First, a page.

In my seminar courses, students are expected to research and write papers on topics related to science. Invariably, many of them will submit papers that cite Wikipedia as a source for some assertion. I tell them that Wikipedia is not a credible source for authoritative information and should never be used when submitting any paper.
The reason for this is that wikipedia is an open source encyclopedia where absolutely anyone can edit and update entries and the submissions are largely anonymous. Since there is no identifiable and authoritative person behind the information, there is no way to judge the credibility of the information. This contrasts with things like the Encyclopedia Brittanica which solicits articles from experts in the fields and the resulting articles are then peer-reviewed and vetted by editors to ensure quality in both the content and the writing.
So my message to students has been quite simple: no to Wikipedia and yes to Encyclopedia Brittanica.
My anti-Wikipedia stance received some support from the recent disclosure of a hoax by an author who wrote a scurrilous biography of someone that contained palpable untruths. The person whose ‘biography’ was faked discovered its existence and was justifiably incensed, and his actions subsequently led to the unmasking of the hoaxer.
But then comes along another study that compared the accuracy of entries in Wikipedia and Encyclopedia Brittanica and found them to be comparable. Aaron Shaffer has a nice entry on this that compares the two and finds that on some measures, Wikipedia may be even better.
So should I change my advice to students and allow Wikipedia? The answer is no. As long as the articles are anonymous, they remain a no-no for academic publications. Academia has no use for anonymous information. Much of our work is based on trusting the work of our peers. The assumption is that someone who has a responsible position in an academic institution has too much at stake to willfully mislead or even be sloppy in their work. Signing their name and giving their institutional affiliation means that the institution now also has a stake in the information being correct.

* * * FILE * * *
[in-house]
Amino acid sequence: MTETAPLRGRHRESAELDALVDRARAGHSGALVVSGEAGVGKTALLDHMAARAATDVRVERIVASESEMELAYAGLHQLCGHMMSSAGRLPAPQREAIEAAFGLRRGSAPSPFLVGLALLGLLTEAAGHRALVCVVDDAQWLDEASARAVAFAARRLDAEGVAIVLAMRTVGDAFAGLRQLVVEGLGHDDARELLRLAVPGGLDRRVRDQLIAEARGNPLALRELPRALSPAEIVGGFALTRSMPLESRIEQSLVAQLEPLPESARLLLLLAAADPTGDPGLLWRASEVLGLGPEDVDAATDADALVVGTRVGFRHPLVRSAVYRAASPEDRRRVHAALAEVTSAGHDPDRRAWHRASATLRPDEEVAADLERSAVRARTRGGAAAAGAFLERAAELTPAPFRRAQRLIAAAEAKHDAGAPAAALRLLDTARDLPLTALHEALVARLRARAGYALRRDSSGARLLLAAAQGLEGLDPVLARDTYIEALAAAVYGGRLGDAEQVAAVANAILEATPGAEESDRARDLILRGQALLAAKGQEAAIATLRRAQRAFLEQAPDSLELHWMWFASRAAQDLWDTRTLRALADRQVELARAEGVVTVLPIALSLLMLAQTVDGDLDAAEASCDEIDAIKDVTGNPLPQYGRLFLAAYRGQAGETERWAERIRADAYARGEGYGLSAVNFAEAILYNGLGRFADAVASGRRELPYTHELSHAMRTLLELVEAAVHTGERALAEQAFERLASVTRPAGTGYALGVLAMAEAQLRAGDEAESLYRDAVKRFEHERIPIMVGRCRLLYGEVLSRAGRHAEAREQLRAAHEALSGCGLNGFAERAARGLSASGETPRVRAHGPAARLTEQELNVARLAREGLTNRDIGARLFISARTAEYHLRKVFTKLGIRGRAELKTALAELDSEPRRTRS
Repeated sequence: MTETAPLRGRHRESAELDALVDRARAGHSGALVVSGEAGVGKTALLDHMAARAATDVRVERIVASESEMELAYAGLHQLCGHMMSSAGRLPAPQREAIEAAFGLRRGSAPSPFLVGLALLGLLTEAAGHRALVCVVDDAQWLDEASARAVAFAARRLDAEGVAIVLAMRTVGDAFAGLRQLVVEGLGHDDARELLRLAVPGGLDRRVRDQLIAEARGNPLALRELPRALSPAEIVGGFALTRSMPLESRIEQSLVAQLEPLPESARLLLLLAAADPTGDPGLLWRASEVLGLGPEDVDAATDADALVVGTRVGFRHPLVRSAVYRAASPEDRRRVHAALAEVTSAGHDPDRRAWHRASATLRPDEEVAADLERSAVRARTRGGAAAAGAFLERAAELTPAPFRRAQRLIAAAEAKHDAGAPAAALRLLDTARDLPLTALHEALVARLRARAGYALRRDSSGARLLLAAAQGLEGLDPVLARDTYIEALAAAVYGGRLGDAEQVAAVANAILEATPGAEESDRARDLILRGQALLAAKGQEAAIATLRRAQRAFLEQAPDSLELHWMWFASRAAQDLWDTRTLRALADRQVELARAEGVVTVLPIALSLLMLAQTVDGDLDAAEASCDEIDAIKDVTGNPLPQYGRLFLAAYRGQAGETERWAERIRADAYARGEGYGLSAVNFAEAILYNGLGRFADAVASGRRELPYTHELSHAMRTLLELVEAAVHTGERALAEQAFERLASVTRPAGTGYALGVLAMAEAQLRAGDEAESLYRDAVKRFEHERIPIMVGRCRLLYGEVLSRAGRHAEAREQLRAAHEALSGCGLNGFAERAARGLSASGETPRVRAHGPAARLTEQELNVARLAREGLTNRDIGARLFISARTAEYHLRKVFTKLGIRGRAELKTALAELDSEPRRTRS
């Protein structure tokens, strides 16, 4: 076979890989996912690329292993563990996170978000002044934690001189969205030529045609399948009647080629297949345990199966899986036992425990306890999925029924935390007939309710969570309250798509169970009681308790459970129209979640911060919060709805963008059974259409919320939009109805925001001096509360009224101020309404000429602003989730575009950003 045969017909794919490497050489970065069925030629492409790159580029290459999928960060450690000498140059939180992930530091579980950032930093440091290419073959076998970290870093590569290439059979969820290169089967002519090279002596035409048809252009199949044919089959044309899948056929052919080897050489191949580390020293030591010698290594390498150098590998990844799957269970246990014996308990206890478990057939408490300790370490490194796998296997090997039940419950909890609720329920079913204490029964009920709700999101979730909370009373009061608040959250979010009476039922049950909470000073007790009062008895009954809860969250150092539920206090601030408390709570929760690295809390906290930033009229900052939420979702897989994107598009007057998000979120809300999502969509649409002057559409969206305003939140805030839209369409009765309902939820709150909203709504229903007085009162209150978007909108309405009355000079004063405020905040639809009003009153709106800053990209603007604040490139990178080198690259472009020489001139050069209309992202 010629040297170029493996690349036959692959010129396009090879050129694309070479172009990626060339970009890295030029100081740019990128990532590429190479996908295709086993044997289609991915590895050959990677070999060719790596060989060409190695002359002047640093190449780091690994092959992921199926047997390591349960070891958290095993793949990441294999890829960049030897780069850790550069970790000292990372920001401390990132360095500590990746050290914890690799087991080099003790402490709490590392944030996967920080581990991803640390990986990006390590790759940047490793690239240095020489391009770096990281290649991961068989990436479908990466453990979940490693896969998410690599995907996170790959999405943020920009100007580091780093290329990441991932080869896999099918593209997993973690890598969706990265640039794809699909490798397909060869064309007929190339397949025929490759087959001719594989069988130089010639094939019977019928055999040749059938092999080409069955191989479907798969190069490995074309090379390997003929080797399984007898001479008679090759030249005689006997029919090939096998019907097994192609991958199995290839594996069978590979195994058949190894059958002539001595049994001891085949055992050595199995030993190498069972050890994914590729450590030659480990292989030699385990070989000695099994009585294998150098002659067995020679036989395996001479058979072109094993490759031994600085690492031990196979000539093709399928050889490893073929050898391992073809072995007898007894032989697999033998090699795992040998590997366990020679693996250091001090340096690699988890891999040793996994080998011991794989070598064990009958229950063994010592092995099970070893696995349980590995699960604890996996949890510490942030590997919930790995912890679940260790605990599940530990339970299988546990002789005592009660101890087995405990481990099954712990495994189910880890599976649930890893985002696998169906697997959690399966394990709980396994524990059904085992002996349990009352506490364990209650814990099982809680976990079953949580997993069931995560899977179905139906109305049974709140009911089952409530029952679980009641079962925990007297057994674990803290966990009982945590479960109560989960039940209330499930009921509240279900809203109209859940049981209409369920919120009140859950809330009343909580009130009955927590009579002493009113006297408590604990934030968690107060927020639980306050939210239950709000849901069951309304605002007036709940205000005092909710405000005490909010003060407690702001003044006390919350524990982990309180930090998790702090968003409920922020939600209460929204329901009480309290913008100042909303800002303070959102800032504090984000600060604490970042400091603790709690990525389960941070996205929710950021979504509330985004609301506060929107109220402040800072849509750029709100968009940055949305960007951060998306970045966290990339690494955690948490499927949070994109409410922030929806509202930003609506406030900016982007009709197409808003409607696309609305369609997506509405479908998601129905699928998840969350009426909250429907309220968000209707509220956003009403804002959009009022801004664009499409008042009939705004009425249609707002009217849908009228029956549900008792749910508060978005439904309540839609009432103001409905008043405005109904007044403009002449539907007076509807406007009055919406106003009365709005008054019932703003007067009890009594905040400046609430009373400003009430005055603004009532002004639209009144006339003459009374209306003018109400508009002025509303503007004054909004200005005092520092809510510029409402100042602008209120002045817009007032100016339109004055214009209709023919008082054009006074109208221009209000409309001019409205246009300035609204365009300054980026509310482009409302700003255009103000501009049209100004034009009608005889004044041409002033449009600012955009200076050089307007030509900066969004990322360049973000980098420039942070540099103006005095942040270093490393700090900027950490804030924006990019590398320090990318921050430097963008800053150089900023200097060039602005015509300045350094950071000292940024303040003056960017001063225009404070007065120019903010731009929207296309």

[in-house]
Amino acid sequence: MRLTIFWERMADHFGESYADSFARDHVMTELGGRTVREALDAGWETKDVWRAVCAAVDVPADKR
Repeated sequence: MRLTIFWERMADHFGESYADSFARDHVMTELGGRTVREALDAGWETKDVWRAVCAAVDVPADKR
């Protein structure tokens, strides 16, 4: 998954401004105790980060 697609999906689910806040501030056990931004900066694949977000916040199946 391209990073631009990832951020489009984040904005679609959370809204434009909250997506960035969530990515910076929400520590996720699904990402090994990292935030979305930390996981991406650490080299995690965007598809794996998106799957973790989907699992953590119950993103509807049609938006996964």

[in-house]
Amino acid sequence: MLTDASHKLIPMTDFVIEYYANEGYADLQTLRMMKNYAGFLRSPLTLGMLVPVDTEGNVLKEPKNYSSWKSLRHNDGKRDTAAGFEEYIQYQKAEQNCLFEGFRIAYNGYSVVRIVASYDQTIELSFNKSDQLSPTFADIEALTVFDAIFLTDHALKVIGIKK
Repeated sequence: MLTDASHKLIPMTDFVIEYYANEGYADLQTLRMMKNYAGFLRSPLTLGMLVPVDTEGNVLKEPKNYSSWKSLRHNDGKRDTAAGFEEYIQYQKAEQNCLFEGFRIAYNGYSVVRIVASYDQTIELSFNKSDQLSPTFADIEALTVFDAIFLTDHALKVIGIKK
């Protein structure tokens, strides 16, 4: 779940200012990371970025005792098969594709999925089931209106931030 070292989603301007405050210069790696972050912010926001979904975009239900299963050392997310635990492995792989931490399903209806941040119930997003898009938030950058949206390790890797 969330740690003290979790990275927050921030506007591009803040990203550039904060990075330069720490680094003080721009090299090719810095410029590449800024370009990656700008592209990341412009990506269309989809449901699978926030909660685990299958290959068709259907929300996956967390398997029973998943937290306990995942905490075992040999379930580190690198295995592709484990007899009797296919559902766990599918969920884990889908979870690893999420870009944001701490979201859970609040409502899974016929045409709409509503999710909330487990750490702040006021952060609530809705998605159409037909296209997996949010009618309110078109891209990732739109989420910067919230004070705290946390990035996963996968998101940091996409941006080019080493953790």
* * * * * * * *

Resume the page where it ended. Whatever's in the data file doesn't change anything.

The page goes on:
Having said all that, I must add that I like Wikipedia and am impressed with the whole concept and with the quality of the information that it provides. I often use it myself to learn about things quickly. It is an interesting example of ‘the wisdom of crowds,’ how when a large enough number of people are actively involved in something, the resulting quality of the finished product can be quite high. It is a highly intriguing experiment in information democracy.
So my advice to students is to use it to get a quick overview of something and to get started on learning about it. But then to go to some authored source for substantiation and citation. Because although Wikipedia may be right most of the time, in academic discourses, who said it is sometimes as important as what is said.